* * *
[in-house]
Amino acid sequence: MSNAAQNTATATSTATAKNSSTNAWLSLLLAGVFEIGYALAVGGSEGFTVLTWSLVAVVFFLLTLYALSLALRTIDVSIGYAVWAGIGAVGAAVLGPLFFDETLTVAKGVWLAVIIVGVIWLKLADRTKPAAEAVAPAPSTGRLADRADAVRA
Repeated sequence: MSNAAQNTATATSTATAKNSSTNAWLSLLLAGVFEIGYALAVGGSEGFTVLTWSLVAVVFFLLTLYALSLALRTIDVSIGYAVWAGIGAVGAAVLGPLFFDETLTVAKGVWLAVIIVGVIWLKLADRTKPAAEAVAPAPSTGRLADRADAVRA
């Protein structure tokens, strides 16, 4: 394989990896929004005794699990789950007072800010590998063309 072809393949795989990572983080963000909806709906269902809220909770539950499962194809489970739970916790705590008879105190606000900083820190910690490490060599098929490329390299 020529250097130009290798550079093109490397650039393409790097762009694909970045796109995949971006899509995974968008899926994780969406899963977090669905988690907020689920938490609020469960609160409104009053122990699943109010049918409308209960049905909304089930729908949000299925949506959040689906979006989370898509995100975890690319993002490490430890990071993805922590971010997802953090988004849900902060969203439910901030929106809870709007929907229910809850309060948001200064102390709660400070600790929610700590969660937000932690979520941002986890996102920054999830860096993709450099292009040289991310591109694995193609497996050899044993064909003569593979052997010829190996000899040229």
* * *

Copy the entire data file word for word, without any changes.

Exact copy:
[in-house]
Amino acid sequence: MSNAAQNTATATSTATAKNSSTNAWLSLLLAGVFEIGYALAVGGSEGFTVLTWSLVAVVFFLLTLYALSLALRTIDVSIGYAVWAGIGAVGAAVLGPLFFDETLTVAKGVWLAVIIVGVIWLKLADRTKPAAEAVAPAPSTGRLADRADAVRA
Repeated sequence: MSNAAQNTATATSTATAKNSSTNAWLSLLLAGVFEIGYALAVGGSEGFTVLTWSLVAVVFFLLTLYALSLALRTIDVSIGYAVWAGIGAVGAAVLGPLFFDETLTVAKGVWLAVIIVGVIWLKLADRTKPAAEAVAPAPSTGRLADRADAVRA
């Protein structure tokens, strides 16, 4: 394989990896929004005794699990789950007072800010590998063309 072809393949795989990572983080963000909806709906269902809220909770539950499962194809489970739970916790705590008879105190606000900083820190910690490490060599098929490329390299 020529250097130009290798550079093109490397650039393409790097762009694909970045796109995949971006899509995974968008899926994780969406899963977090669905988690907020689920938490609020469960609160409104009053122990699943109010049918409308209960049905909304089930729908949000299925949506959040689906979006989370898509995100975890690319993002490490430890990071993805922590971010997802953090988004849900902060969203439910901030929106809870709007929907229910809850309060948001200064102390709660400070600790929610700590969660937000932690979520941002986890996102920054999830860096993709450099292009040289991310591109694995193609497996050899044993064909003569593979052997010829190996000899040229």